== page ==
I have a deep love for reggae music, and have wanted to learn to play some sort of hand drum since I first heard Burning Spear’s “Wadada” almost 25 years ago. Wadada is the Amharic word for love. Amharic is the official language of Ethiopia, which many Rastafari consider to be Zion, a place of peace, freedom, and love. Opposite to Zion is Babylon, a place of oppression, materialistic, and evil. I mention this because it is the main theme of Rastafari music, and a theme plagues many humans, especially when it comes to organization. A home that is organized feels peaceful, free and loving. A home that is disorganized feels oppressive, materialistic, and at it’s extreme, can also feel evil. Tune in to Burning Spear’s Wadada here.
I turned 40 in February, 2021, and my birthday present to myself was an African drum (a Djembe) and drum lessons. I found a fabulous teacher, Bob Howell. We meet weekly for outdoor lessons in Seattle’s Fremont neighborhood. Bob is in his 70s and not only does he have an intense love for playing drums, well over 10,000 hours of experience (making him an expert), he is truly a gifted teacher. I have even been able to transfer many of the lessons I learn from Bob to my home organizing clients. In addition to taking lessons from Bob, I’ve also found a talented Rastafari drum teacher, Scott Davis, to teach me how to play one of the Nyabinghi drums, the Kette, which is a Jamaica drum. Scott lives in Northern California, so we meet virtually. The life lessons that I’ve learned from these two teachers have been invaluable.
The act of playing an instrument does wonders for your brain circuitry. During my first conversation with Bob, he told me that as soon as I started playing, the stresses of the news, Covid, and other noise from the outside world would start to melt away as I tuned more in to playing the drum. He was absolutely right. I’ve found that instead of scrolling through the news, worrying about the Pandemic and all it’s related fallout, or tuning in to someone else’s drama, I would choose to either practice my drum or listen to music that supported what I was learning. Even though I consider myself to be an organized and health conscious person, I can see my choices to support my organization and healthy lifestyle have improved even more… without me even having to think about it!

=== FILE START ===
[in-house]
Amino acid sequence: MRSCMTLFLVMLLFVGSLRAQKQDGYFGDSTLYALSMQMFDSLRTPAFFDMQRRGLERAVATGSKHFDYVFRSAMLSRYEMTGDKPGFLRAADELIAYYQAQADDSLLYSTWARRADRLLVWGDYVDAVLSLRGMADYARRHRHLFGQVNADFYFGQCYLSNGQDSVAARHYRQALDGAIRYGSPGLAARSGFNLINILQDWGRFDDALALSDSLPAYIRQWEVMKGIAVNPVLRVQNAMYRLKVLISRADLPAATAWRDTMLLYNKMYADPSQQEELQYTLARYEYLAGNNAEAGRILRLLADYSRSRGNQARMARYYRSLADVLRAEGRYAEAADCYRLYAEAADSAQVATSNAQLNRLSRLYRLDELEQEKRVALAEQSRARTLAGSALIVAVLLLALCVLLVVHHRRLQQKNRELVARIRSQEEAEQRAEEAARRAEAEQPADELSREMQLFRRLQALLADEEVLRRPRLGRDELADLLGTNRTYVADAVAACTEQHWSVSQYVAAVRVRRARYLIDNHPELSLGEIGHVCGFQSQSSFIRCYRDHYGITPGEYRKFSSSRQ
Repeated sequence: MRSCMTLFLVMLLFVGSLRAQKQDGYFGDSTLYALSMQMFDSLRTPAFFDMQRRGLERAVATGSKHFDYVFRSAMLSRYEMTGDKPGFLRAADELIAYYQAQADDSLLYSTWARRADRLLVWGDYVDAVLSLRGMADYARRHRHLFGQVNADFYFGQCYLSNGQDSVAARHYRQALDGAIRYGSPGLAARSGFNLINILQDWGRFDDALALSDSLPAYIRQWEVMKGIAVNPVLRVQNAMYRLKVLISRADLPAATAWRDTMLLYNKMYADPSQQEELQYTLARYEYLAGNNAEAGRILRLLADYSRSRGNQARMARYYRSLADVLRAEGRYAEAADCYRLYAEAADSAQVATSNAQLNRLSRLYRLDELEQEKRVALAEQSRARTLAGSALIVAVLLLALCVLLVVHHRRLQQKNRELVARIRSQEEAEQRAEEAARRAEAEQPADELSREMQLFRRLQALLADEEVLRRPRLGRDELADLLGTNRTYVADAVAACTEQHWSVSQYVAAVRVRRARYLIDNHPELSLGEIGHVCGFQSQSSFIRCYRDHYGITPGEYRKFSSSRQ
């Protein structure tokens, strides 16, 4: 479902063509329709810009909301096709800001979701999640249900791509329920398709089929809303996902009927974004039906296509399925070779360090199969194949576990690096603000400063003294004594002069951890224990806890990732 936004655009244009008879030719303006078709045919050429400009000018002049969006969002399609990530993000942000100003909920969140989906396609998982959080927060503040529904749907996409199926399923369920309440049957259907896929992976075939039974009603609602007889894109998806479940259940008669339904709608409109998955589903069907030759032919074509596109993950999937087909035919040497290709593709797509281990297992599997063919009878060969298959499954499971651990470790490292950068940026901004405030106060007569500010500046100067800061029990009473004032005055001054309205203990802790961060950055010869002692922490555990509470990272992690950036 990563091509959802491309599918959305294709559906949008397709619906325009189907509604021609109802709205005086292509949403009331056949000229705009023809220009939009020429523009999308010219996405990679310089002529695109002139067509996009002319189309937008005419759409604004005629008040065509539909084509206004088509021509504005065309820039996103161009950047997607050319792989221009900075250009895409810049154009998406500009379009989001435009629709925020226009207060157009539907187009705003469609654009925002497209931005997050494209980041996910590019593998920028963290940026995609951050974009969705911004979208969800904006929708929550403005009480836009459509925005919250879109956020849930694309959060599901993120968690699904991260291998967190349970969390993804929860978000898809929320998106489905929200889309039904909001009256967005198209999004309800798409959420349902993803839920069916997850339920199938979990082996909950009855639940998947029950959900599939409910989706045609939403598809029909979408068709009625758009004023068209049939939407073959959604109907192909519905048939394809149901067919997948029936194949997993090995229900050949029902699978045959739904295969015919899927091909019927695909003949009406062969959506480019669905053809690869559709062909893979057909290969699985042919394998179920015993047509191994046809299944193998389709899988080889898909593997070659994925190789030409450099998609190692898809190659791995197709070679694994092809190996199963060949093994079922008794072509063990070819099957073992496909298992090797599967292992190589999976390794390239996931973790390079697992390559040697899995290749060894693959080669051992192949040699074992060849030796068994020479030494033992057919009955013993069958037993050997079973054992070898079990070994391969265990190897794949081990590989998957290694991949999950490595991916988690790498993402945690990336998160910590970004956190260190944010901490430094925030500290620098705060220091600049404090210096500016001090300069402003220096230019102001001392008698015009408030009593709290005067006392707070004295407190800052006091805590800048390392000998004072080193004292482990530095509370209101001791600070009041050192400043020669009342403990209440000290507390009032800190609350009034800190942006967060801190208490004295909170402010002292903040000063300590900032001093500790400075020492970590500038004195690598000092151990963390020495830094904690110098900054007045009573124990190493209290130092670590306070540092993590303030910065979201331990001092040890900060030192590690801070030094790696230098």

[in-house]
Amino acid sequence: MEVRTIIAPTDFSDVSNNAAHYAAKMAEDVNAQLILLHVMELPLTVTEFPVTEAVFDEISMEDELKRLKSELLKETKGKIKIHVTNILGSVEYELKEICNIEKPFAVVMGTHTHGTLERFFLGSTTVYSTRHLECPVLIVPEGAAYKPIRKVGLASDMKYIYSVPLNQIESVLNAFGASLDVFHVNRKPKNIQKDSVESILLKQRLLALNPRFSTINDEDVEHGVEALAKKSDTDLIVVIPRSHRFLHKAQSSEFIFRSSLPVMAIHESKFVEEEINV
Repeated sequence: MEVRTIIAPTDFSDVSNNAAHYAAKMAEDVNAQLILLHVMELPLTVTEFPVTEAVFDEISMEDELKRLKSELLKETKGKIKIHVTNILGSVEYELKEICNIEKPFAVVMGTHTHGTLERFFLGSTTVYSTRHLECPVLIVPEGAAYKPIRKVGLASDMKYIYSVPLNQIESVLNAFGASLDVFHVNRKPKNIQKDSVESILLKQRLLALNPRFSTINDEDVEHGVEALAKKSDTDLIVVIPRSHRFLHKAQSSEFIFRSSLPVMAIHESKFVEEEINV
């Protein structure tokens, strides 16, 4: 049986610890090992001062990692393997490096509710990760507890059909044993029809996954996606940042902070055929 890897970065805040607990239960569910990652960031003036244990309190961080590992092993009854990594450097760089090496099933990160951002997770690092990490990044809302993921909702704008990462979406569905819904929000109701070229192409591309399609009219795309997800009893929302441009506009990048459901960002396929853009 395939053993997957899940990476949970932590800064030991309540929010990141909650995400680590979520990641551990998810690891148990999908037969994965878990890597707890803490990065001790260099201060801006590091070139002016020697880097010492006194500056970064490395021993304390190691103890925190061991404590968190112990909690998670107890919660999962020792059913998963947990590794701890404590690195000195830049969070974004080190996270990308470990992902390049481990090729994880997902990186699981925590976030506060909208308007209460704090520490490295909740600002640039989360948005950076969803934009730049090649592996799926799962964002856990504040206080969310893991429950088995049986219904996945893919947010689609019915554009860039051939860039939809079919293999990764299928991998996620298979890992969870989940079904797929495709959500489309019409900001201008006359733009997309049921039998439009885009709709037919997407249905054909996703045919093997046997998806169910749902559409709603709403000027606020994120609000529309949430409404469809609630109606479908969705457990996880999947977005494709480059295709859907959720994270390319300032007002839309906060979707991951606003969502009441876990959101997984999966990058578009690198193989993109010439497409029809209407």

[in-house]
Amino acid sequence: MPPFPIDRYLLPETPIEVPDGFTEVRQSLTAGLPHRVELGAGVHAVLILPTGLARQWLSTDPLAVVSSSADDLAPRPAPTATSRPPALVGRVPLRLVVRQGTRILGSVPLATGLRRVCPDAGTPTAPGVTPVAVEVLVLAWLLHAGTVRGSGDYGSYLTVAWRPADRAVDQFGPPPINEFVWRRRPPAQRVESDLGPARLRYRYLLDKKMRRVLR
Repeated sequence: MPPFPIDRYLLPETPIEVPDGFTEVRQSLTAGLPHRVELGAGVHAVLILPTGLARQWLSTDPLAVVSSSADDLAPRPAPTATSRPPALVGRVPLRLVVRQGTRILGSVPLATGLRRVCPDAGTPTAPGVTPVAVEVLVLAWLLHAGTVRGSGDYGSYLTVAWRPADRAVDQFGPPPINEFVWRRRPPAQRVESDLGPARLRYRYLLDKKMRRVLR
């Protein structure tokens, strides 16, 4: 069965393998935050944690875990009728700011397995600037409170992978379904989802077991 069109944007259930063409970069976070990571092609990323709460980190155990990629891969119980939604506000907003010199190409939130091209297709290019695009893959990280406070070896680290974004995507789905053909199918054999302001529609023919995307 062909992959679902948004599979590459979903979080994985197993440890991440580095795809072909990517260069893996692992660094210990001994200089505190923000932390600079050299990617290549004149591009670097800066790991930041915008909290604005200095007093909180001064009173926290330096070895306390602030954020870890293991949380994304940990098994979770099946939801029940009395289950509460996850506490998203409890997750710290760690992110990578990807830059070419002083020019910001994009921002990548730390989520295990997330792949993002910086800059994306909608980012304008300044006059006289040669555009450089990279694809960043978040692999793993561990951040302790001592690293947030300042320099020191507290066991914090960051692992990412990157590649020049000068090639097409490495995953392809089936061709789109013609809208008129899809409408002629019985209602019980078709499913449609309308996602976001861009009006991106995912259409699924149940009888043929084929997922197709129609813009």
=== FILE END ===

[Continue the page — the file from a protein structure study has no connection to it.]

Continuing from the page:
During my first lesson with Bob, I asked him how much I should practice. He told me to practice for at least 3 minutes per day. Only 3 minutes?? He told me to do 3 minutes of focused practice. This is where you practice to the point of making mistakes that are just within your reach. When you practice at this intensity, you are building myelin in your brain. When you can hover in that zone of difficulty- reaching for skills that are just out of your grasp, but not too hard (and not too easy), that’s where you’ll be the most efficient with learning and retention. Obviously I end up practicing far more than 3 minutes per day, but I like to know that even if I can only practice for 3 minutes, that’s good enough. Myelin is what wraps the circuits in your brain. It can’t be unwrapped. So if you want to create a new habit, you need to create a new circuit. When you increase your frequency activating that new circuit, it will soon become automatic.
Here are some takeaways that I’ve learned through drumming that can be applied to organizing:
There are so many more similarities between the skills I’ve learned through drumming that can be applied to organizing. Timing, body awareness, and the way two rhythms lock together are a few of the other lessons that I’m excited to share in future blog posts.
If you’re a musician, what concepts have you learned musically that can be applied to home organizing?
Please let us know in the comments!
By Jean Prominski, Certified Professional Organizer
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